Rahul K wrote:First of all, as a rule we should let the optimizer choose the join method and the best way to perform it, so your question is theoretical.
...When performing a Hash join ,which table should be used to make the hash table ,the larger one or the smaller one and why ?
Rahul K wrote:You should never use joining or index hints in production code. That would be making the assumption that you as the developer know better than the oracle database how to get the data from data sets that change over time, and that your assumption will always be better in the future. That's ridiculous and is the cause of many people's 'performance issues' (which are usually fixed by simply removing such stupid hints). The hints are there to help analyse performance issues and identify where a database design is poor or where a query is written badly, but should most definitely not be considered a way to 'fix' performance issues.
Yes, its always left to the optimizer to chose. But when i went through the manual ,it said ,if you have some different requirement of data .i.e. for a better response time (we have to quicky display the top ten transactions of someone's bank statement) ,we can hint the optimizer to use Nested loop rather than hash join or sort merge.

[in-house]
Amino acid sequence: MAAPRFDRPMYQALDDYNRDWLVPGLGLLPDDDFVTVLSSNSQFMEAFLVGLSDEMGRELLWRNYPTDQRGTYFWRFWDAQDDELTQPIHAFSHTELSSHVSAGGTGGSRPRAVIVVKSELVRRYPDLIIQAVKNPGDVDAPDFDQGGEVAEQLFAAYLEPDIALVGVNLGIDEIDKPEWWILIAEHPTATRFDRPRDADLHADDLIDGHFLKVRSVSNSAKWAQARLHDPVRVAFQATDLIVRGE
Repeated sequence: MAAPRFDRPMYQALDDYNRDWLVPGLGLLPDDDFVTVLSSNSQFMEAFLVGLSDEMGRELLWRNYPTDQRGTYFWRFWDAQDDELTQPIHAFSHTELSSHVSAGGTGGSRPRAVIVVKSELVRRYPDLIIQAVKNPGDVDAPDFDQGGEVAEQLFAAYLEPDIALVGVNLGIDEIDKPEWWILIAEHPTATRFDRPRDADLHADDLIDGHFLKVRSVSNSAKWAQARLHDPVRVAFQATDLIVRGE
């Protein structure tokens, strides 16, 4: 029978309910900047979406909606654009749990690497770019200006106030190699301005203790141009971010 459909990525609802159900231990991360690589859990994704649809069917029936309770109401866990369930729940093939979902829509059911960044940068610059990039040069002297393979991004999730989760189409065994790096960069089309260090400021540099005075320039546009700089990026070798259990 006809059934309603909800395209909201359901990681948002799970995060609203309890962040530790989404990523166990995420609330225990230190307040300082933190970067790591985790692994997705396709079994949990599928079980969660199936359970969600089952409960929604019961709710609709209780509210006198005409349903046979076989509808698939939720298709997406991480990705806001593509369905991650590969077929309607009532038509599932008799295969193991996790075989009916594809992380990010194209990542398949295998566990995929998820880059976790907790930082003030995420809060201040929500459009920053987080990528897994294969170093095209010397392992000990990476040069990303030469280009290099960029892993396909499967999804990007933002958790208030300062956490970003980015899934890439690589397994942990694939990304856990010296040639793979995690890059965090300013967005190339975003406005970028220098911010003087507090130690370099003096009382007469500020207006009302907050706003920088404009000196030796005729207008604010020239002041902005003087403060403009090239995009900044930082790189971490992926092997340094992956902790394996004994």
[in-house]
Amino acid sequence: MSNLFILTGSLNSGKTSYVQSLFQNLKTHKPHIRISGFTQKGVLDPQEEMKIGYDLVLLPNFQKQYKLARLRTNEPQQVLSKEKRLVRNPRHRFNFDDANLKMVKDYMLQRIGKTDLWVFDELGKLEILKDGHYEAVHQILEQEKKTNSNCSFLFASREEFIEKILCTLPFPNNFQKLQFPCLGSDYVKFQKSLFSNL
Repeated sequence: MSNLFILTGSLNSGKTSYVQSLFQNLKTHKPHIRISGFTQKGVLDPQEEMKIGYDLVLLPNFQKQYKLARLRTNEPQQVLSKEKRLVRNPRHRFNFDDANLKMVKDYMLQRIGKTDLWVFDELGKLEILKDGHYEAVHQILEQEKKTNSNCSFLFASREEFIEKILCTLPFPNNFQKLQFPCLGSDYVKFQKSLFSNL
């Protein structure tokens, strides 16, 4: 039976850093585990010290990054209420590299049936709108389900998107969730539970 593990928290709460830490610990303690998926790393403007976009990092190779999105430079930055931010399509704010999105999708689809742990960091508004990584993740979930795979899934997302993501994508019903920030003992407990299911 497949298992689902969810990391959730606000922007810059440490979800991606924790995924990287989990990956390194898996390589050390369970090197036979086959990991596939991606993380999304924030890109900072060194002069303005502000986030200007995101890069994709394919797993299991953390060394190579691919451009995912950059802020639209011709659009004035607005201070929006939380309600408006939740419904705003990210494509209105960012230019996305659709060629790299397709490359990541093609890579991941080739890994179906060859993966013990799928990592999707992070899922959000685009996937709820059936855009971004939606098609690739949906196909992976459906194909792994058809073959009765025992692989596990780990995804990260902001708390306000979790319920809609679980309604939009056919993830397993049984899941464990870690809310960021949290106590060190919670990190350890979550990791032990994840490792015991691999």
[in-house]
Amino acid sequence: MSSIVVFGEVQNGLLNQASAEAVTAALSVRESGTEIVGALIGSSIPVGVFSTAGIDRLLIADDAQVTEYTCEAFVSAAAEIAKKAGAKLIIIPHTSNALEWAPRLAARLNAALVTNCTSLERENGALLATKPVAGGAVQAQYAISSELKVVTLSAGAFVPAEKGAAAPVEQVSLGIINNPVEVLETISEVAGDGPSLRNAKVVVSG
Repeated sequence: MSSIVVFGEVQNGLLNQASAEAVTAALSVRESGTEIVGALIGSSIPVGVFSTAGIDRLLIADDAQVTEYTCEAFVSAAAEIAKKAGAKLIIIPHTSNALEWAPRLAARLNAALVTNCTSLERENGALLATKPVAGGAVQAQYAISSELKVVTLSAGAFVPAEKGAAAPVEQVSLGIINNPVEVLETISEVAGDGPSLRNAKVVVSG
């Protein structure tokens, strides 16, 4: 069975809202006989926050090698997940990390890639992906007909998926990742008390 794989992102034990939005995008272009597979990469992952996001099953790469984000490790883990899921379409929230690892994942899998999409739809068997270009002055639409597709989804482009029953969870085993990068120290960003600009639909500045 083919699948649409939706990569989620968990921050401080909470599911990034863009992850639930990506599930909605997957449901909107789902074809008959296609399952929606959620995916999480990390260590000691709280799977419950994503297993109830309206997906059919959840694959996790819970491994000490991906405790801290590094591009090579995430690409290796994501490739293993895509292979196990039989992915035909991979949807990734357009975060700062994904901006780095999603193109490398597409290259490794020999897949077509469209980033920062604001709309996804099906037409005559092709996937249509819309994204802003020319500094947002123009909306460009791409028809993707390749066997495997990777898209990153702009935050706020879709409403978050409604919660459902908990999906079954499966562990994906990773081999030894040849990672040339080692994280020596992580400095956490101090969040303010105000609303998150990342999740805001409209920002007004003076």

Rahul K wrote:Never say never. There are some hints which are acceptable, such as FIRST_ROWS, APPEND etc. The ones that shouldn't be used in production (without damn good justification) are those that tell the optimizer how to join or access tables/data.
So what I understand is :
1) Never use hints ...
2)If we don't have appropriate statistics on our object then the default values(rowlen,row number,distinct column values) chosen by the CBO can be inappropriate and hence the plan can be inappropriate.Yes, having stats up to date is important.
3)Since COB transforms our query in a number of ways ,changes the join order,join method ,access paths etc so its quite logical that the optimizer would have checked for the strategy which we are asking the COB to use ,using hints .Not necessarily. The plan you create using hints may be soooo way off the mark, that the optimiser doesn't even evaluate it, based on the statistics on the tables etc. that it knows about.
William Robertson wrote:Yes absolutely... but sorry I wasn't clear.
Well, the optimiser will ignore a hint if it's syntactically invalid or logically impossible. Otherwise it has to use it.
William Robertson wrote:That's a good way of phrasing it. :)
Ah, see what you meant. Agreed, if there are a million logically possible execution plans, the optimizer cannot be expected to evaluate every single one, and we would not generally want it to. Therefore a hint may make it consider something that would otherwise have been off its radar.